Dead Confederates, A Civil War Era Blog

United States Colored Troops Support Amendment 62

Posted in African Americans, Media, Memory by Andy Hall on July 30, 2010


Company E, 4th U.S. Colored Infantry.
Library of Congress.

I don’t like to get too much into present-day politics on this blog, but when folks drag historical figures (real or imagined) into the fray, it becomes fair game for commentary. Personhood Colorado, an anti-abortion group looking to amend that state’s constitution to designate a fetus a “person” under law, has a new radio ad in which an actor portrays a runaway slave who joins the Union Army to fight in the Civil War:

I’m George Stevens and I’m a person. I was held as property as a child. Even before my birth I was called a slave in an America you wouldn’t recognize. But folks like you helped me escape North to freedom and in 1864, I joined the infantry to fight for my country. I fought so all slaves would be recognized as persons, not property. And we won. But today in Colorado, there are still people called property – children – just like I was. And that America you thought you wouldn’t recognize is all around you and these children are being killed. This November, vote “yes” on Amendment 62. Amendment 62 declares unborn children persons, not property. And that’s the America I fought for. . . .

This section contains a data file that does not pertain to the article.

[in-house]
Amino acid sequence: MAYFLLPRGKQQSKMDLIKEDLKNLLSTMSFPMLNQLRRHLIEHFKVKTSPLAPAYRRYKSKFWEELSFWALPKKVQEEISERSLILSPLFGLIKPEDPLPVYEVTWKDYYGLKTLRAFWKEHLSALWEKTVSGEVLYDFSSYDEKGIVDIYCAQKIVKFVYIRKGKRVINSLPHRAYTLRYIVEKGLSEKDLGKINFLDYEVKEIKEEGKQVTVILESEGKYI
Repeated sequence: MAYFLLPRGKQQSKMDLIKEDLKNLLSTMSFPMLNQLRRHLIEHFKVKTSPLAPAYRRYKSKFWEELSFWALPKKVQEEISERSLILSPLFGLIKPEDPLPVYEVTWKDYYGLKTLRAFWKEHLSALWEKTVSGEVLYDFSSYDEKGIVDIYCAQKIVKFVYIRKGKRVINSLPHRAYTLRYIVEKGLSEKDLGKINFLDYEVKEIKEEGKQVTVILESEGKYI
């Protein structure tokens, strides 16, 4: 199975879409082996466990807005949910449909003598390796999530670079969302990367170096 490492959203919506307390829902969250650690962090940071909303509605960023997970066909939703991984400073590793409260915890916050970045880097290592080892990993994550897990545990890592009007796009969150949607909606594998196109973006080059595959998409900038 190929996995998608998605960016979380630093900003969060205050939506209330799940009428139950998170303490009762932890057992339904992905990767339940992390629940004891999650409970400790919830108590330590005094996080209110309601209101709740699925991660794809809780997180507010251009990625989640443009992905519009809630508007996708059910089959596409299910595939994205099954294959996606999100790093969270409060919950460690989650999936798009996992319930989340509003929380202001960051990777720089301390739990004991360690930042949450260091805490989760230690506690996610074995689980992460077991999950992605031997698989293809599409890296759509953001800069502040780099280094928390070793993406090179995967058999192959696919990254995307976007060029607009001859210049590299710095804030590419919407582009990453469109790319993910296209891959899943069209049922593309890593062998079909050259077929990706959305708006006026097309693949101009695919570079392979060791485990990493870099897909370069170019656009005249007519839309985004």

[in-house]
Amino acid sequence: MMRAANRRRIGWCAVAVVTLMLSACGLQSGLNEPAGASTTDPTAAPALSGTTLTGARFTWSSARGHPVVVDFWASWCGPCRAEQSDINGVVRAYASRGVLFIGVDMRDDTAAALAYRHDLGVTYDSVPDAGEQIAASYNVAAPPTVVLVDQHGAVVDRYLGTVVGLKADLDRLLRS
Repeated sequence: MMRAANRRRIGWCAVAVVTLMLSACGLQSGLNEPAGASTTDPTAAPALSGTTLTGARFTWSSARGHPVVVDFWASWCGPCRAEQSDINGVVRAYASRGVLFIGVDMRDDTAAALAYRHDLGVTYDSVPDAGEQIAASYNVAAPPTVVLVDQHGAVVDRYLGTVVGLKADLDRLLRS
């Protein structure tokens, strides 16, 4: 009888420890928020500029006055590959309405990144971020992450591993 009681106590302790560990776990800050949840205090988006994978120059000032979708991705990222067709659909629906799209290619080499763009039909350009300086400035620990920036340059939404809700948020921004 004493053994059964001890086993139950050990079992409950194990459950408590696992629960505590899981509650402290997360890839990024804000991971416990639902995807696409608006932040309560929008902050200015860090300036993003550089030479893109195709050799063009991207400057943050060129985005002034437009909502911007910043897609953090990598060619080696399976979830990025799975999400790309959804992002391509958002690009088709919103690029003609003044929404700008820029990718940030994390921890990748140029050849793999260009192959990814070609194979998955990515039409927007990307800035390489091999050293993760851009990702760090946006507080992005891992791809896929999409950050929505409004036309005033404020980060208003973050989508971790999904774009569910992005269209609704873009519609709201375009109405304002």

I’m sure “George Stevens” was chosen as a sufficiently common name to allow the producers to avoid having to answer for pinning any specific individual, even a long-dead one, to this cause. According to the National Park Service’s Civil War Soldiers and Sailors System, there were at least ten “George Stevens” serving in black U.S. regiments during the war, and at least one more among state troops, in the 55th Massachusetts Infantry.

There seems to be a lot of this going on lately, latching on to specific historical figures for a sort of endorsement-from-beyond-the-grave. I’m not talking about your run-of-the-mill, homage to leaders of the past in a gauzy, feel-good sort of way, but taking actual (or in “George Stevens” case, fictional) historical figures and presenting them as explicitly endorsing a particular candidate or position. In many of these cases, it seems, the pairing of the candidate and known, established positions of the historical figure are dubious, or even amusing. Rand Paul, the GOP Senate candidate in Kentucky who has questioned the propriety of the Civil Rights Act and has defended the right of private businesses to discriminate based on race — though he’s also said “it’s bad for business” if they do — published an editorial in the Bowling Green Daily News in which he wrote that “when I read history I side with abolitionists such as William Lloyd Garrison and Frederick Douglas,” apparently forgetting the spelling of “Douglass.” Rick Barber, running in the GOP primary for a congressional seat in Alabama, famously ran an ad where he sits in a bar, surrounded by colonial revolutionaries like Sam Adams and Ben Franklin and asserts that the American Revolution began as a protest over taxes, seemingly unaware that it was about taxation without representation, a legitimate problem that Barber’s own candidacy would seem to disprove on its face. Not quite satisfied with that bit of whiplash-inducing logic, Barber followed up with an ad in which he asked Abraham Lincoln (“Hey, Abe!”) the Great Emancipator’s view on federal income taxes, to which the sixteenth president ominously intones, “slavery!” As with his previous ad, Barber’s history here is a little off, given that the Lincoln administration imposed the first income tax in U.S. history. Oops.